Monday, November 19, 2007

The Gift of Goodbye

Watch therefore: for ye know not what hour your Lord doth come.
~ Matt 24:42

Nicky and Diana have been longtime neighbors, moving onto our block soon after we did in the 1980s. Their two children were about the same age as ours, and the kids often played together when they were small.

Our kids all grew up, diverging in many directions, into different schools and circles of friends, eventually into their adult lives. We four parents were all still there on the same block, waving hello as we drove past each other, stopping to chat occasionally on a pleasant evening, a comfortable and familiar presence in each other’s lives.

When Pete died of cancer in January 2006, Nicky and Diana were at his memorial Mass and came to my house, offering help--being good neighbors, as always. We talked now and then about having dinner together, but we never quite nailed down the details. We’ll get around to it, we all said.

One evening a few months ago, I asked Nicky about the construction activity in his driveway. He told me he was converting the garage into an apartment for his mother. I told him that was so good of him, and that we need to set an example for our own kids. “We’re going to be there one day,” I said.

During the past year, I saw Nicky and Diana often in the evenings, walking their dog in one direction as I walked Riga in the other. Jack, their dog, always wanted to play, while Riga always wanted to run him off. So, we couldn’t linger long during these encounters. Being human, I sometimes felt a little twinge, watching them walk as a couple, since that part of life is behind me. As we smiled our greetings and continued on our separate ways, I would remind myself of all the blessings I still have in life.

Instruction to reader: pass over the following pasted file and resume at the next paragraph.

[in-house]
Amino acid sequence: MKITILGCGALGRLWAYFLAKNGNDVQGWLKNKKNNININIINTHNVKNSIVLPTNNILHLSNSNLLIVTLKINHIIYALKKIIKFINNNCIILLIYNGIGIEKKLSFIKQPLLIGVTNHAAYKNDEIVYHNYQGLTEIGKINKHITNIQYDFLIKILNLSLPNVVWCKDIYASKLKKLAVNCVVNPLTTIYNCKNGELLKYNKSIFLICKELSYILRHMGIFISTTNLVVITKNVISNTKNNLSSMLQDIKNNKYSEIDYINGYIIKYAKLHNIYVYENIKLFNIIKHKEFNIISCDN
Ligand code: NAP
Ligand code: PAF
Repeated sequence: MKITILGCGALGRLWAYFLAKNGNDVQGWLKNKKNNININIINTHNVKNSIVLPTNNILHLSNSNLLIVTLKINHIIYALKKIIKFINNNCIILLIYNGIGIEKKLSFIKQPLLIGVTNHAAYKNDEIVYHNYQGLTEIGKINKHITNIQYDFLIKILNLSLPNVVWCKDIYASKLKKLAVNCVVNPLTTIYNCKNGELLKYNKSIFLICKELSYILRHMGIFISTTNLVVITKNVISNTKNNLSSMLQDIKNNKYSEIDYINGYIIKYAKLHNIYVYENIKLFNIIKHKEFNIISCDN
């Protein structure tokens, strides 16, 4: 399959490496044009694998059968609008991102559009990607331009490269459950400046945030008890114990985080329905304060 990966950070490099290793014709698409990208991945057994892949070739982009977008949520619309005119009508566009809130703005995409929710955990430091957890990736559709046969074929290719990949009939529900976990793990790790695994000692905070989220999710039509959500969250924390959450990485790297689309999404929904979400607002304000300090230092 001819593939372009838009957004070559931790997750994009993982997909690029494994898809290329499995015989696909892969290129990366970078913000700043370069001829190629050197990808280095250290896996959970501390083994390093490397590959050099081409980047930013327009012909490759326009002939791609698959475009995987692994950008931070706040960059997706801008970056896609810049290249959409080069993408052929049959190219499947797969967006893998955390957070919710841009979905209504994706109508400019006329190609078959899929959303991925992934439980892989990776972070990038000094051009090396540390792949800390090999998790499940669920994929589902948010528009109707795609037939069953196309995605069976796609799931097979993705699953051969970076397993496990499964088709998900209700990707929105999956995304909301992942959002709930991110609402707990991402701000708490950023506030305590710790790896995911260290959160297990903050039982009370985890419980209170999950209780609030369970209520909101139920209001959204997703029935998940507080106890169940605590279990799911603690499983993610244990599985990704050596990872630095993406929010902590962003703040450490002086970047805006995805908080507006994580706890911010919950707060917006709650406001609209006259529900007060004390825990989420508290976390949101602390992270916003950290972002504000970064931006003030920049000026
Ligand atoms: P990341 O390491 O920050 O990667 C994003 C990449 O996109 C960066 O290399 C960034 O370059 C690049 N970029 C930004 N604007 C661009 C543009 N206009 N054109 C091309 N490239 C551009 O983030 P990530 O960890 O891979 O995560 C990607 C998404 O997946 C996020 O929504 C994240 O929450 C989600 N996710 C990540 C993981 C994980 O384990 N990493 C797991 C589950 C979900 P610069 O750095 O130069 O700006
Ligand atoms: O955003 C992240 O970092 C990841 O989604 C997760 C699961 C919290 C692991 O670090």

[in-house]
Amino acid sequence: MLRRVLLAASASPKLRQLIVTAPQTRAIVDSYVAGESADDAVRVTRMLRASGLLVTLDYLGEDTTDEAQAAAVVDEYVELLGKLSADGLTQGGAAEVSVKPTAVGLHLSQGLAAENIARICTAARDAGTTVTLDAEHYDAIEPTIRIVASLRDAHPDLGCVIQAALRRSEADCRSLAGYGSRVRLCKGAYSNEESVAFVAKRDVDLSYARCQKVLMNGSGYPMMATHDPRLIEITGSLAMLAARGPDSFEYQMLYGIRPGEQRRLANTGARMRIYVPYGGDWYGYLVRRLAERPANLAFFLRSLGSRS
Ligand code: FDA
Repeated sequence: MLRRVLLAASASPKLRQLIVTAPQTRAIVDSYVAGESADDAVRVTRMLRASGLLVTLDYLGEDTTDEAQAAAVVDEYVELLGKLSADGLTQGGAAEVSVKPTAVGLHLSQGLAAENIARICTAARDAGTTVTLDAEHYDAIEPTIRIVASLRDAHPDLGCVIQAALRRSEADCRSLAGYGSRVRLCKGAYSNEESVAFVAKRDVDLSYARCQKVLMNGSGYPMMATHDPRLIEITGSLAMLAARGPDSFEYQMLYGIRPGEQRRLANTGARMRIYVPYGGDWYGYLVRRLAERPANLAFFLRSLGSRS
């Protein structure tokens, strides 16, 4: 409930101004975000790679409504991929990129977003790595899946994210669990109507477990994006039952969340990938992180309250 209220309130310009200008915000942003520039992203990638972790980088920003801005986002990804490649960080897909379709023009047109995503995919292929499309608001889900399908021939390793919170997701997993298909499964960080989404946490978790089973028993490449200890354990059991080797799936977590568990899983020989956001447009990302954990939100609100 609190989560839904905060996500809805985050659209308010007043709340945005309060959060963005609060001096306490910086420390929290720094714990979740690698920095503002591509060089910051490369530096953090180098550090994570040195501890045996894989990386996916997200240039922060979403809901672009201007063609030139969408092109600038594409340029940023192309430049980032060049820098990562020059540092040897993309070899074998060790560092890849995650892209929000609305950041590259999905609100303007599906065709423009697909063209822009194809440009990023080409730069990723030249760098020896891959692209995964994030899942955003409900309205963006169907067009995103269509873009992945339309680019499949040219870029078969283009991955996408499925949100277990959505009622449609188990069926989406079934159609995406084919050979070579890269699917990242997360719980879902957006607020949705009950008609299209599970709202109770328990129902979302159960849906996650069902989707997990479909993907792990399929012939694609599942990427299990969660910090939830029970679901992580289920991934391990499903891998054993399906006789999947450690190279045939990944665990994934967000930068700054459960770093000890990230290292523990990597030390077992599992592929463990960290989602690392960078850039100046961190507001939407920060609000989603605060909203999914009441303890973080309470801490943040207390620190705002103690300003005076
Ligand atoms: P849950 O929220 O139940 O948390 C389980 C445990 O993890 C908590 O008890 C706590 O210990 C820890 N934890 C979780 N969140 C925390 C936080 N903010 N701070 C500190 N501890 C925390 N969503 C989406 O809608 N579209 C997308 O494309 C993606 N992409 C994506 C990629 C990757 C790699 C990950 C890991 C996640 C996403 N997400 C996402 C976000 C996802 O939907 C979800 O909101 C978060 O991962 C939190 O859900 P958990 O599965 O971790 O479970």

I last saw them this past Saturday evening as they took their stroll with Jack, and I with Riga. “Have a nice rest of the weekend,” I called after them.

Another longtime neighbor came to my door on Sunday afternoon, to deliver the terrible news that Nicky, and his mother, had died in a car accident a few hours earlier.

The garage apartment, lovingly constructed, is almost finished. But it was not meant to be. Nicky’s children, who have lost their father and their grandmother together, will never see him grow old and in need of their care. He will never “be there one day,” as I had told him.

We should have picked a date and had that talked-about dinner, months ago. Human beings are foolish that way. We let ourselves believe we have limitless banks of time, forgetting that we are mortal, each of us destined to die.

The tragedy that befell my neighbors yesterday has underscored to me the precious value of being able to say goodbye. As hard as it was to watch Pete die before my eyes, I prefer it to watching him drive off, never to come home. There is no easy way to lose one's spouse, but for me, it was better to share those last difficult moments together.

If I see Diana walking Jack on some future evening, I’ll feel a very different twinge. She does not have the solace of knowing she said all she wanted to say to her husband, aware that his minutes were slipping quickly away. She did not know, as Nicky slid into his car yesterday, that they had already said their final farewell.

I'm sorry that she didn't have the gift of goodbye. It's one of those life blessings I remind myself of, one for which I’ll always be grateful.